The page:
Production of mud by Ancistrocerus wasp

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Ed Phillips
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Joined: 13/05/2012 - 08:41
Production of mud by Ancistrocerus wasp
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Watching Ancistrocerus wasps nest-making in my garden bee-hotel over recent years, I had assumed that they collected mud from damp areas (in a similar way to Osmia bicornis). Last year, I was able to follow a wasp from the bee-hotel to its "collecting point" and saw that it was collecting dry soil particles. This year I witnessed the same thing, with an Ancistrocerus wasp repeatedly returning to the same point. I was able to get a series of photographs from one visit showing her collecting individual soil granules (the soil was bone dry) and then flying off with a wet mud-ball. It would appear that the dry soil granules are mixed with saliva (or whatever the hymenopteran equivalent is!) to create the mud-ball.

 

Checking various bits of literature, I notice that although use of mud is mentioned, how the mud is produced is not. I wondered whether other observers have witnessed this.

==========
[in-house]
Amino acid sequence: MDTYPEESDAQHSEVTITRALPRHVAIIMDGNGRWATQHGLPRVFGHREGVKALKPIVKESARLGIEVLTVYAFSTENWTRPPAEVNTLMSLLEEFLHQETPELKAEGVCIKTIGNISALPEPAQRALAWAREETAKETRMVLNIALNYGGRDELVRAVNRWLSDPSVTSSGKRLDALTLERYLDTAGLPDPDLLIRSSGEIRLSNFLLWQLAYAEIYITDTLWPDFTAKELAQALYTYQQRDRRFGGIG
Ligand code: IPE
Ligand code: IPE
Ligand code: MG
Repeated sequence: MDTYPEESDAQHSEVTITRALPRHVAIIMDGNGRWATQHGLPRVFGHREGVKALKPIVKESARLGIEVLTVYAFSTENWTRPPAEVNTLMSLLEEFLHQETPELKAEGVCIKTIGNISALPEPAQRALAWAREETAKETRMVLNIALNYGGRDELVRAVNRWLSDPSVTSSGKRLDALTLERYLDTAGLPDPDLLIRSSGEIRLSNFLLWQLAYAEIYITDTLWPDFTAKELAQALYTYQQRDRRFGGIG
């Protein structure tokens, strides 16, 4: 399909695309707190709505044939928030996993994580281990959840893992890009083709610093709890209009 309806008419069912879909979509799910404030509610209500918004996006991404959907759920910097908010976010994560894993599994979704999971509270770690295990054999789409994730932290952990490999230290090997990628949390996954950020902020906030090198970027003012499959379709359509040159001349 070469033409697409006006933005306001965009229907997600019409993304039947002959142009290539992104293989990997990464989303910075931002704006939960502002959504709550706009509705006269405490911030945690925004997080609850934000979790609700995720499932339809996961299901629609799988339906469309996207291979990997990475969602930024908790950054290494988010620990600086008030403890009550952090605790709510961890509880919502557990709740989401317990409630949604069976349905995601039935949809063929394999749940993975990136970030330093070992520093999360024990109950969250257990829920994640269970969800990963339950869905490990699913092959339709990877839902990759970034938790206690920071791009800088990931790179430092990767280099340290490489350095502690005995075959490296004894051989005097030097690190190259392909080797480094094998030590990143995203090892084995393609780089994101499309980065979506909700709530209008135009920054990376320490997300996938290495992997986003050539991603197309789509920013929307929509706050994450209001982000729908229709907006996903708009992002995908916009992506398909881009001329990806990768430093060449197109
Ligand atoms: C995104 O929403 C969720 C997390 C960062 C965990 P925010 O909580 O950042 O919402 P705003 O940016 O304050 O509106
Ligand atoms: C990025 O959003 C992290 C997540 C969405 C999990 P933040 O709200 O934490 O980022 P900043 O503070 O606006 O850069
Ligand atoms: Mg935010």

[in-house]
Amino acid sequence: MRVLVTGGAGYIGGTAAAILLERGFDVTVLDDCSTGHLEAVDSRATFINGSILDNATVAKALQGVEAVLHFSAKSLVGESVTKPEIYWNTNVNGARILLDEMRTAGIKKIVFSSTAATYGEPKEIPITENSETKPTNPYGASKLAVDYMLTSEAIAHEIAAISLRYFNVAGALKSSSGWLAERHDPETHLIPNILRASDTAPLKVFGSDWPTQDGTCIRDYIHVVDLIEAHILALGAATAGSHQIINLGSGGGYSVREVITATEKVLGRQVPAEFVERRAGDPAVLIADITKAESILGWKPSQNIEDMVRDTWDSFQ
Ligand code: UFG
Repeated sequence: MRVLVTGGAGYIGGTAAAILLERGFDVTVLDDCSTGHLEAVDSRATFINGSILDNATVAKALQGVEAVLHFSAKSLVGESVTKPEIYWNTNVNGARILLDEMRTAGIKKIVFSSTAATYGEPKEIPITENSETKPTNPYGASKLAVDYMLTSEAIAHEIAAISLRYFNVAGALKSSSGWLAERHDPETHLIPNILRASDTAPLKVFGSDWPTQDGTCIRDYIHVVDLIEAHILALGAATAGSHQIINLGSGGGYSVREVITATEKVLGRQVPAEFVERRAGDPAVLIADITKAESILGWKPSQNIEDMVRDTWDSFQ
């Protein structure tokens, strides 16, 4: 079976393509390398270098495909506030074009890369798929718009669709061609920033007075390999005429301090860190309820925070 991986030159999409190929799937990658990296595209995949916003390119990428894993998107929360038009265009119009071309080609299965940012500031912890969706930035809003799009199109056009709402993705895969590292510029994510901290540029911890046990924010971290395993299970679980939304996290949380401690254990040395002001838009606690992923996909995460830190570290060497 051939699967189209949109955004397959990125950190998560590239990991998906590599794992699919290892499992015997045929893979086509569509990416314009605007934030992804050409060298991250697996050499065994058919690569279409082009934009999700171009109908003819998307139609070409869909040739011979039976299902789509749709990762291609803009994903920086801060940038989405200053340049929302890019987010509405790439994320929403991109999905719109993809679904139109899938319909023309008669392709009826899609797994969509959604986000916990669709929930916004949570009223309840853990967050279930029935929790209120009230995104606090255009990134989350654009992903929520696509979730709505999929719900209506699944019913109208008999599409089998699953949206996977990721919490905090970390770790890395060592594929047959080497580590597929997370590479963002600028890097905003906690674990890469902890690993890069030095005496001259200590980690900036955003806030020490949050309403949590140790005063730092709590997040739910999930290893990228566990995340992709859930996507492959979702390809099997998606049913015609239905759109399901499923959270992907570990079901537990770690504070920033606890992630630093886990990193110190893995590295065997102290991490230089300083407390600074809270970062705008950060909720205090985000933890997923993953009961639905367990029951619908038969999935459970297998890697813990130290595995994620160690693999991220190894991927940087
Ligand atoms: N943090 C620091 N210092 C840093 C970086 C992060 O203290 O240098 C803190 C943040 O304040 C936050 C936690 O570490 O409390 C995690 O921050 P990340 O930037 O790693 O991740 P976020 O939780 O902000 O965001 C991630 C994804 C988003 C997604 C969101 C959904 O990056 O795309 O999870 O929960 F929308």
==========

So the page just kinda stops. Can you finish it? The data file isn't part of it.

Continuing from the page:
Ed ...

Nigel Jones
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Reply from Jeremy Early

Three of the six Eumenidae I have seen in gathering mode moistened bone-dry sand. They were Ancistrocerus gazella (in my garden last week), Symmorphus bifasciatus and Symmorphus gracilis. Conceivably this is the usual practice, at least for stem- or wood-nesting species requiring closure of cells and the nest. However, the only time I have seen Ancistrocerus nigricornis collecting soil, in the garden in 2005, the wasp used damp sand rather than dry which was also available. For species that build structures, damp soil makes more sense than dry and this is the uniform method for Eumenes coarctatus creating its ‘pot’.  Odynerus spinipes is another builder, at least as regards the ‘chimney’, and the only time I have seen one collecting soil she used damp sand. Interestingly the one genuine builder among the British pompilids, Auplopus carbonarius, also used damp sand in 2005 and again in 2012. There are many gaps in our knowledge so additional reports of the activity would be useful.

Posted on behalf of Jeremy Early
Ancistrocerus gazella about to head back to nest with soil August 2016 JEREMY EARLY

Ancistrocerus gazella gathering soil in bone dry sand August 2016 JEREMY EARLY

Symmorphus gracilis female with ball of mud 2008 JEREMY EARLY

 

Ed Phillips
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Last seen: 1 year 11 months ago
Joined: 13/05/2012 - 08:41
Thanks ...

Thanks so much for the excellent and informative reply Jeremy (and thanks Nigel for your assistance). I'll continue with my observations!

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